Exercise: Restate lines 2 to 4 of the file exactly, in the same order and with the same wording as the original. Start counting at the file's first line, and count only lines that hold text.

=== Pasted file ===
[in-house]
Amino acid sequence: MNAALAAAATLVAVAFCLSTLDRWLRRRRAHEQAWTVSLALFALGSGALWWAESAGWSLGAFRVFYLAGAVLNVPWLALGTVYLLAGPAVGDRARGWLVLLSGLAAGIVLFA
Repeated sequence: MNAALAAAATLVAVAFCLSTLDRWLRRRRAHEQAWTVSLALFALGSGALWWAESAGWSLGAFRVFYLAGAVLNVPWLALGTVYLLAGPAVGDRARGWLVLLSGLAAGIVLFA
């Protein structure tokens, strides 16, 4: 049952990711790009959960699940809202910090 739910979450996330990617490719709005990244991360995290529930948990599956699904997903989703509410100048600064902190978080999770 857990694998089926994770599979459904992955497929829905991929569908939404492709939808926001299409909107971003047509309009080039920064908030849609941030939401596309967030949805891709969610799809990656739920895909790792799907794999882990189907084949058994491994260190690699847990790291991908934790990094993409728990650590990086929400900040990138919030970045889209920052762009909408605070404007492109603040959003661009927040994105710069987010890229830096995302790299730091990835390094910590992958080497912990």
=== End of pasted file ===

Amino acid sequence: MNAALAAAATLVAVAFCLSTLDRWLRRRRAHEQAWTVSLALFALGSGALWWAESAGWSLGAFRVFYLAGAVLNVPWLALGTVYLLAGPAVGDRARGWLVLLSGLAAGIVLFA
Repeated sequence: MNAALAAAATLVAVAFCLSTLDRWLRRRRAHEQAWTVSLALFALGSGALWWAESAGWSLGAFRVFYLAGAVLNVPWLALGTVYLLAGPAVGDRARGWLVLLSGLAAGIVLFA
């Protein structure tokens, strides 16, 4: 049952990711790009959960699940809202910090 739910979450996330990617490719709005990244991360995290529930948990599956699904997903989703509410100048600064902190978080999770 857990694998089926994770599979459904992955497929829905991929569908939404492709939808926001299409909107971003047509309009080039920064908030849609941030939401596309967030949805891709969610799809990656739920895909790792799907794999882990189907084949058994491994260190690699847990790291991908934790990094993409728990650590990086929400900040990138919030970045889209920052762009909408605070404007492109603040959003661009927040994105710069987010890229830096995302790299730091990835390094910590992958080497912990």